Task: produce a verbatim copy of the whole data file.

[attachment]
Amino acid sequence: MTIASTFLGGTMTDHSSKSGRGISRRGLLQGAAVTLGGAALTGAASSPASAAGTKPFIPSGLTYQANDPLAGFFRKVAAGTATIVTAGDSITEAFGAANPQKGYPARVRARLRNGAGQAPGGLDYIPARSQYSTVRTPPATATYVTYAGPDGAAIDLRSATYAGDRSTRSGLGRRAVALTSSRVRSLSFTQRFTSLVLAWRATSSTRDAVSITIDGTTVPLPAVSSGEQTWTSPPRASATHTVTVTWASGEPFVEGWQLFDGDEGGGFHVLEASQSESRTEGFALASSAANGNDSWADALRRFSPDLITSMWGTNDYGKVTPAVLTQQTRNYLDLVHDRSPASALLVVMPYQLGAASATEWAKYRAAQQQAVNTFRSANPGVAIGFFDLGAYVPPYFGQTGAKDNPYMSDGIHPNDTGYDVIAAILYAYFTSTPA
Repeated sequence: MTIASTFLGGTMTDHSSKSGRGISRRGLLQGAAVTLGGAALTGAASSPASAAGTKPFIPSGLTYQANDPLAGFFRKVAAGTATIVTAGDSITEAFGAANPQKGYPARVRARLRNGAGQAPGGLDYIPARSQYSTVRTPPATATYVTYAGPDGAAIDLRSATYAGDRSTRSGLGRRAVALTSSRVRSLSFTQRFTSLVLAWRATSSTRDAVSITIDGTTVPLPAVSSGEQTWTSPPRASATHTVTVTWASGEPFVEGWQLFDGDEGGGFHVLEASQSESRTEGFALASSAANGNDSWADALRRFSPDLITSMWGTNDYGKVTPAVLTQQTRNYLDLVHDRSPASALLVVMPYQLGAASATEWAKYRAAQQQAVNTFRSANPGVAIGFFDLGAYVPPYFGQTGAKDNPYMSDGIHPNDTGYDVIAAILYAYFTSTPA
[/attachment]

Amino acid sequence: MTIASTFLGGTMTDHSSKSGRGISRRGLLQGAAVTLGGAALTGAASSPASAAGTKPFIPSGLTYQANDPLAGFFRKVAAGTATIVTAGDSITEAFGAANPQKGYPARVRARLRNGAGQAPGGLDYIPARSQYSTVRTPPATATYVTYAGPDGAAIDLRSATYAGDRSTRSGLGRRAVALTSSRVRSLSFTQRFTSLVLAWRATSSTRDAVSITIDGTTVPLPAVSSGEQTWTSPPRASATHTVTVTWASGEPFVEGWQLFDGDEGGGFHVLEASQSESRTEGFALASSAANGNDSWADALRRFSPDLITSMWGTNDYGKVTPAVLTQQTRNYLDLVHDRSPASALLVVMPYQLGAASATEWAKYRAAQQQAVNTFRSANPGVAIGFFDLGAYVPPYFGQTGAKDNPYMSDGIHPNDTGYDVIAAILYAYFTSTPA
Repeated sequence: MTIASTFLGGTMTDHSSKSGRGISRRGLLQGAAVTLGGAALTGAASSPASAAGTKPFIPSGLTYQANDPLAGFFRKVAAGTATIVTAGDSITEAFGAANPQKGYPARVRARLRNGAGQAPGGLDYIPARSQYSTVRTPPATATYVTYAGPDGAAIDLRSATYAGDRSTRSGLGRRAVALTSSRVRSLSFTQRFTSLVLAWRATSSTRDAVSITIDGTTVPLPAVSSGEQTWTSPPRASATHTVTVTWASGEPFVEGWQLFDGDEGGGFHVLEASQSESRTEGFALASSAANGNDSWADALRRFSPDLITSMWGTNDYGKVTPAVLTQQTRNYLDLVHDRSPASALLVVMPYQLGAASATEWAKYRAAQQQAVNTFRSANPGVAIGFFDLGAYVPPYFGQTGAKDNPYMSDGIHPNDTGYDVIAAILYAYFTSTPA